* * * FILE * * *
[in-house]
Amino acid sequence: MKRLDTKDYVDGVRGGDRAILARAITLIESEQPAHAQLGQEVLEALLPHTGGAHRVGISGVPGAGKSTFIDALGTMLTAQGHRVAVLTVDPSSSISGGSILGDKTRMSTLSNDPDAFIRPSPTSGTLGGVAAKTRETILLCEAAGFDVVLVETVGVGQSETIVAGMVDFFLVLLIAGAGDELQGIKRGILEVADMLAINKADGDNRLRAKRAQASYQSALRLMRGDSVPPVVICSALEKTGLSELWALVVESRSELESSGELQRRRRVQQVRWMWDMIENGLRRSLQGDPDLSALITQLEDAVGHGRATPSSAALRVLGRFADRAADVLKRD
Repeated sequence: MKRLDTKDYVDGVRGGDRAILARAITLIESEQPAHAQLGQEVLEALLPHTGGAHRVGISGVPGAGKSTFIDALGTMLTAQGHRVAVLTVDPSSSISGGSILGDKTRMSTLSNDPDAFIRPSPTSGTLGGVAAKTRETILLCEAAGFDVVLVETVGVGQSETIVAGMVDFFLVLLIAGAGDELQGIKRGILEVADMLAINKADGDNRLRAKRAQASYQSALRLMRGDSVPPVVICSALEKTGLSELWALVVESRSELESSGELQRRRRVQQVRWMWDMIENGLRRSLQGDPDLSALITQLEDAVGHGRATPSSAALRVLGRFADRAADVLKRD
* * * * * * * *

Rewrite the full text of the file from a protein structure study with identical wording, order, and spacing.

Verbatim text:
[in-house]
Amino acid sequence: MKRLDTKDYVDGVRGGDRAILARAITLIESEQPAHAQLGQEVLEALLPHTGGAHRVGISGVPGAGKSTFIDALGTMLTAQGHRVAVLTVDPSSSISGGSILGDKTRMSTLSNDPDAFIRPSPTSGTLGGVAAKTRETILLCEAAGFDVVLVETVGVGQSETIVAGMVDFFLVLLIAGAGDELQGIKRGILEVADMLAINKADGDNRLRAKRAQASYQSALRLMRGDSVPPVVICSALEKTGLSELWALVVESRSELESSGELQRRRRVQQVRWMWDMIENGLRRSLQGDPDLSALITQLEDAVGHGRATPSSAALRVLGRFADRAADVLKRD
Repeated sequence: MKRLDTKDYVDGVRGGDRAILARAITLIESEQPAHAQLGQEVLEALLPHTGGAHRVGISGVPGAGKSTFIDALGTMLTAQGHRVAVLTVDPSSSISGGSILGDKTRMSTLSNDPDAFIRPSPTSGTLGGVAAKTRETILLCEAAGFDVVLVETVGVGQSETIVAGMVDFFLVLLIAGAGDELQGIKRGILEVADMLAINKADGDNRLRAKRAQASYQSALRLMRGDSVPPVVICSALEKTGLSELWALVVESRSELESSGELQRRRRVQQVRWMWDMIENGLRRSLQGDPDLSALITQLEDAVGHGRATPSSAALRVLGRFADRAADVLKRD